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The Rimac Neverra electric supercar made headlines by setting 23 speed records in a single day. Many of the records it broke belonged to the Bugatti Chiron. So would Ettore Bugatti, the company’s founder, have wanted its next supercar to be electric?

Bugatti has been pioneering new technology for 100 years

Bugatti Type 13 Brescia | Bugatti

Would you believe that NASCAR has finally caught up to the racecars Bugatti built…in the 1920s? That’s right, USA’s Cup Cars are just now implementing technology that Bugatti pioneered a century ago.

Ettore Bugatti was an early proponent of building powerful race cars that were also lightweight. To this end he patented early aluminum alloy rims and alloy body panels. For the 2022 season, NASCAR finally tossed its old steel rims and body panels for lightweight units.

Early Bugattis were also some of the better-balanced Grand Prix cars around. By the 1930s, Bugatti began to search for ways to better balance the ubiquitous front-engine, front transmission, RWD powertrain’s weight across the car. He introduced an early transaxle, a transmission built into the rear axle. This is another technology that NASCAR adopted for 2022.

The latest Bugatti, the Chiron, continues to pioneer cutting-edge technologies. But its AWD and carbon fiber body are still not advanced enough for it to keep up with the current Rimac.

“If there’s any comparison, it ceases to be a Bugatti”

The Rimac Nevera setting a track record.
Rimac Nevera | Rimac

Ettore Bugatti was born in Italy. He was an artist by trade, but chose to design high-end race cars. His self-named company was headquartered in Mosheim, France. In the 1910s, he developed some of the world’s lightest race cars and began winning Grand Prix races (the precursor to Formula 1) around the world.

One of Ettore’s most famous quotes was, “If there’s any comparison, it ceases to be a Bugatti.” As he began to sell grand tourer luxury cars built around his race-winning engines, he refused to compromise performance. His philosophy ensured that no other car could compare and enabled him to set one of the highest price points in the business.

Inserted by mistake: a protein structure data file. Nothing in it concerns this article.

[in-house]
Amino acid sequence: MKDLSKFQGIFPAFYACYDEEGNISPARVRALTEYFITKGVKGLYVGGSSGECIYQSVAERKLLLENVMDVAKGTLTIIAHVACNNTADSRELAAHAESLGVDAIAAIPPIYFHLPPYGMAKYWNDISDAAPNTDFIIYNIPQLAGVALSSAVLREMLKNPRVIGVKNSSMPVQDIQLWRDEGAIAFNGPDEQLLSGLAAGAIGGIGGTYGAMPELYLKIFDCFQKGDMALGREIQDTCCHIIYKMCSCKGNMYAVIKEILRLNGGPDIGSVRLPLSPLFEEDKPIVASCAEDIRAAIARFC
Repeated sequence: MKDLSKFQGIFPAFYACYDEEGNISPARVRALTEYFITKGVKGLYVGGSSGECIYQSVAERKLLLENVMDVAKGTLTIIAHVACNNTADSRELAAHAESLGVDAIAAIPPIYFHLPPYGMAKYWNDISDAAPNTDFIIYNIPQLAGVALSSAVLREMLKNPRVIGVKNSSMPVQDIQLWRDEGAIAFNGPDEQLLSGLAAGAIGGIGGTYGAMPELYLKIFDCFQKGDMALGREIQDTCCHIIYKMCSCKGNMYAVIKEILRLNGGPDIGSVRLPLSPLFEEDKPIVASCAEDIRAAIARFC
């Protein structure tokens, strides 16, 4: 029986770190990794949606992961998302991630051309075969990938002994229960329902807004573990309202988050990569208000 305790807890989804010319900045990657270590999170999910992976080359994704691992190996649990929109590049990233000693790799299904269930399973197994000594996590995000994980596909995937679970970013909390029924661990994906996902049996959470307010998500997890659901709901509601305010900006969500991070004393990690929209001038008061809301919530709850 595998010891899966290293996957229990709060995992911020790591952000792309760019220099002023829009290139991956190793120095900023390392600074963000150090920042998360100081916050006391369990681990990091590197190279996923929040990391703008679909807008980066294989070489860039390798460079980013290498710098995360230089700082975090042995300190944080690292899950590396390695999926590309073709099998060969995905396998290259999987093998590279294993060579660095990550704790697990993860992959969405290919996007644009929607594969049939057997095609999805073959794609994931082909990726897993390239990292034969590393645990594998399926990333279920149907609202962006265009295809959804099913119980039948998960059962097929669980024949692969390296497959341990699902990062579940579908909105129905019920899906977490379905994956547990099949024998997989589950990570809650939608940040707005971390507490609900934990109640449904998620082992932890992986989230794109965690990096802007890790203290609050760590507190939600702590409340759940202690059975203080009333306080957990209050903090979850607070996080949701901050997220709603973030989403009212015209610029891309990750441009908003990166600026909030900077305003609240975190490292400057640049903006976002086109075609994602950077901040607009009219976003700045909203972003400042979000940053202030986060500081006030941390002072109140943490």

Like the Bugattis of yesteryear, the Chiron makes unprecedented power while maintaining supercar handling. It even broke the record for the highest top speed of any production car. Add in its uncompromisingly luxurious build-quality, and there’s really no comparison—until the Rimac.

There’s only one problem with Bugatti going electric to compete with the Rimac: Bugatti and Rimac merged in 2022. So what does the future hold for Bugatti?

Ettore might have preferred Bugatti build race cars

This Bolide race car is one of the most advanced Bugattis ever built.
Bugatti Bolide | Bugatti

If Ettore Bugatti were to start a company in 2023, he would begin by building some of the world’s fastest race cars. He would likely try to sell them to privateer racing teams competing at the highest level. After some Formula 1 wins and some profit, he might try to field a factory racing team. Once Bugatti had truly built a name for itself, it might move into high-end luxury cars.

One reason Bugatti experienced so much success a century ago was its pioneering philosophy of building lightweight race cars. Could Rimac-Bugatti be planning a line of hybrid or electric race cars? This return to Bugattis roots would make Ettore proud.

This is a distinct possibility. But there would not be much reason for Rimac to merge with Bugatti to pull off this plan. There’s also a chance Bugatti will remain the automaker’s luxury internal combustion line while all its electric cars are Rimacs. We’ll just have to wait and find out.

Next, find out about the Bugatti race car poised to take on Le Mans.

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